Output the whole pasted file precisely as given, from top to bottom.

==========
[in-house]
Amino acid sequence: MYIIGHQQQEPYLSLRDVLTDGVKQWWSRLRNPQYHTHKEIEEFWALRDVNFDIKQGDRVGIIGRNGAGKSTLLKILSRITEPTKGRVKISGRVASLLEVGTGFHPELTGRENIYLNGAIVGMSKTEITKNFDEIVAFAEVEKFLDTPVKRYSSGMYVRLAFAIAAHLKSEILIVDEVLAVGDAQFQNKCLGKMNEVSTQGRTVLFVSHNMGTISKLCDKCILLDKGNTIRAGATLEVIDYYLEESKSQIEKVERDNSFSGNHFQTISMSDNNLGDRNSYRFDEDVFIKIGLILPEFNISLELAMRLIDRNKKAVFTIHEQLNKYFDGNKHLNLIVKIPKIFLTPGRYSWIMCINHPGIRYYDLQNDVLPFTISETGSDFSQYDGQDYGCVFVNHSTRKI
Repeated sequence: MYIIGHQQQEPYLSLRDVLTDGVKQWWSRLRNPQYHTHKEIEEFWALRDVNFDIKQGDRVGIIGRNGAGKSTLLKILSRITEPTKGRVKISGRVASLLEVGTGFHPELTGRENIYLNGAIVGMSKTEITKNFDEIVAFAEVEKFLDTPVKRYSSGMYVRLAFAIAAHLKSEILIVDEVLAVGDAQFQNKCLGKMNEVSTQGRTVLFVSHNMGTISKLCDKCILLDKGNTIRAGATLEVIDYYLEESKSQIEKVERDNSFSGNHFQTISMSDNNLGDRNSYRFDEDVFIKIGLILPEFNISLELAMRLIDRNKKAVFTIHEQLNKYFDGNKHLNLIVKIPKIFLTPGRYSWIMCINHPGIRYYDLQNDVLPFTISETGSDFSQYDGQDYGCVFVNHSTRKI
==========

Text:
[in-house]
Amino acid sequence: MYIIGHQQQEPYLSLRDVLTDGVKQWWSRLRNPQYHTHKEIEEFWALRDVNFDIKQGDRVGIIGRNGAGKSTLLKILSRITEPTKGRVKISGRVASLLEVGTGFHPELTGRENIYLNGAIVGMSKTEITKNFDEIVAFAEVEKFLDTPVKRYSSGMYVRLAFAIAAHLKSEILIVDEVLAVGDAQFQNKCLGKMNEVSTQGRTVLFVSHNMGTISKLCDKCILLDKGNTIRAGATLEVIDYYLEESKSQIEKVERDNSFSGNHFQTISMSDNNLGDRNSYRFDEDVFIKIGLILPEFNISLELAMRLIDRNKKAVFTIHEQLNKYFDGNKHLNLIVKIPKIFLTPGRYSWIMCINHPGIRYYDLQNDVLPFTISETGSDFSQYDGQDYGCVFVNHSTRKI
Repeated sequence: MYIIGHQQQEPYLSLRDVLTDGVKQWWSRLRNPQYHTHKEIEEFWALRDVNFDIKQGDRVGIIGRNGAGKSTLLKILSRITEPTKGRVKISGRVASLLEVGTGFHPELTGRENIYLNGAIVGMSKTEITKNFDEIVAFAEVEKFLDTPVKRYSSGMYVRLAFAIAAHLKSEILIVDEVLAVGDAQFQNKCLGKMNEVSTQGRTVLFVSHNMGTISKLCDKCILLDKGNTIRAGATLEVIDYYLEESKSQIEKVERDNSFSGNHFQTISMSDNNLGDRNSYRFDEDVFIKIGLILPEFNISLELAMRLIDRNKKAVFTIHEQLNKYFDGNKHLNLIVKIPKIFLTPGRYSWIMCINHPGIRYYDLQNDVLPFTISETGSDFSQYDGQDYGCVFVNHSTRKI